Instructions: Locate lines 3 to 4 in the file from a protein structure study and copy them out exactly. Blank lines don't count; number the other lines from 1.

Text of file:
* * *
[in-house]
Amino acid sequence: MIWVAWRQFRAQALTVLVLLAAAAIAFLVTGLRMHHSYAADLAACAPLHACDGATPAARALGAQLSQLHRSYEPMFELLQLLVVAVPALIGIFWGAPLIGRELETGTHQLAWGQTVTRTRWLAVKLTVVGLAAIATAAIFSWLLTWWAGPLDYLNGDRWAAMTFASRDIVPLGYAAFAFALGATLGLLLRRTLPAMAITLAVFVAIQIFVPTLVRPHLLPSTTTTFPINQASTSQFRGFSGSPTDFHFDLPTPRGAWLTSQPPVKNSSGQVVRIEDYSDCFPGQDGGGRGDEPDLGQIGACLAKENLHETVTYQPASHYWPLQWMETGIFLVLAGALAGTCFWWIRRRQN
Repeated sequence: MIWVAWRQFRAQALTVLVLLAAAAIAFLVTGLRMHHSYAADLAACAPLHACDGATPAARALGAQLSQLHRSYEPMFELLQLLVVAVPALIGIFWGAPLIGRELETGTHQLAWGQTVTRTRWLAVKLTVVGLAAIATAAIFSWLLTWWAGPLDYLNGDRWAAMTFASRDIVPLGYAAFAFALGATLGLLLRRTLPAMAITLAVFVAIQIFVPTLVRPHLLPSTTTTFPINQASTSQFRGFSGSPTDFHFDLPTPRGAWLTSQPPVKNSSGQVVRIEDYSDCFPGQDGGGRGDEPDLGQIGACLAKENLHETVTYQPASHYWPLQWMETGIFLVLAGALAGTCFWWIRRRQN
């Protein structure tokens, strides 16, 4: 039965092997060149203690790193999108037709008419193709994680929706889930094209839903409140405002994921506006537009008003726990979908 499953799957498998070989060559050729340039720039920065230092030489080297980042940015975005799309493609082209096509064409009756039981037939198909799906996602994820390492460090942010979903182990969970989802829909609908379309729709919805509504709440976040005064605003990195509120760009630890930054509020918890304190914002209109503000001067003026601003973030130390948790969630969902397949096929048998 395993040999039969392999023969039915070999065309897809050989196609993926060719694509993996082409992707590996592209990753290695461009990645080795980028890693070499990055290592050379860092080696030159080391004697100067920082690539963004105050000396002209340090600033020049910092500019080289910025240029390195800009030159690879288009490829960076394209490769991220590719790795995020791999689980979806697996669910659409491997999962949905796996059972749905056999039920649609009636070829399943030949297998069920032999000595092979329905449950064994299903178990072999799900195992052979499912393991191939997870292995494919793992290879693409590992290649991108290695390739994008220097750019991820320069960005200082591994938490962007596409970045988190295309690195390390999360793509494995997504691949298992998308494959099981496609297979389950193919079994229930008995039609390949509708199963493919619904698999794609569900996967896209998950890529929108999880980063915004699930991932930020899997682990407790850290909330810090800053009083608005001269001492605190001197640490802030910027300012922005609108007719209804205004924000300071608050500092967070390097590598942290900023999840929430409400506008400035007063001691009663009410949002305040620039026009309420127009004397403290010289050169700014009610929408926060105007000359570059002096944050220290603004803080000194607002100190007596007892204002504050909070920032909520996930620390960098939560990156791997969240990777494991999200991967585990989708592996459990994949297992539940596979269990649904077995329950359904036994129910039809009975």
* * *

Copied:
Repeated sequence: MIWVAWRQFRAQALTVLVLLAAAAIAFLVTGLRMHHSYAADLAACAPLHACDGATPAARALGAQLSQLHRSYEPMFELLQLLVVAVPALIGIFWGAPLIGRELETGTHQLAWGQTVTRTRWLAVKLTVVGLAAIATAAIFSWLLTWWAGPLDYLNGDRWAAMTFASRDIVPLGYAAFAFALGATLGLLLRRTLPAMAITLAVFVAIQIFVPTLVRPHLLPSTTTTFPINQASTSQFRGFSGSPTDFHFDLPTPRGAWLTSQPPVKNSSGQVVRIEDYSDCFPGQDGGGRGDEPDLGQIGACLAKENLHETVTYQPASHYWPLQWMETGIFLVLAGALAGTCFWWIRRRQN
């Protein structure tokens, strides 16, 4: 039965092997060149203690790193999108037709008419193709994680929706889930094209839903409140405002994921506006537009008003726990979908 499953799957498998070989060559050729340039720039920065230092030489080297980042940015975005799309493609082209096509064409009756039981037939198909799906996602994820390492460090942010979903182990969970989802829909609908379309729709919805509504709440976040005064605003990195509120760009630890930054509020918890304190914002209109503000001067003026601003973030130390948790969630969902397949096929048998 395993040999039969392999023969039915070999065309897809050989196609993926060719694509993996082409992707590996592209990753290695461009990645080795980028890693070499990055290592050379860092080696030159080391004697100067920082690539963004105050000396002209340090600033020049910092500019080289910025240029390195800009030159690879288009490829960076394209490769991220590719790795995020791999689980979806697996669910659409491997999962949905796996059972749905056999039920649609009636070829399943030949297998069920032999000595092979329905449950064994299903178990072999799900195992052979499912393991191939997870292995494919793992290879693409590992290649991108290695390739994008220097750019991820320069960005200082591994938490962007596409970045988190295309690195390390999360793509494995997504691949298992998308494959099981496609297979389950193919079994229930008995039609390949509708199963493919619904698999794609569900996967896209998950890529929108999880980063915004699930991932930020899997682990407790850290909330810090800053009083608005001269001492605190001197640490802030910027300012922005609108007719209804205004924000300071608050500092967070390097590598942290900023999840929430409400506008400035007063001691009663009410949002305040620039026009309420127009004397403290010289050169700014009610929408926060105007000359570059002096944050220290603004803080000194607002100190007596007892204002504050909070920032909520996930620390960098939560990156791997969240990777494991999200991967585990989708592996459990994949297992539940596979269990649904077995329950359904036994129910039809009975």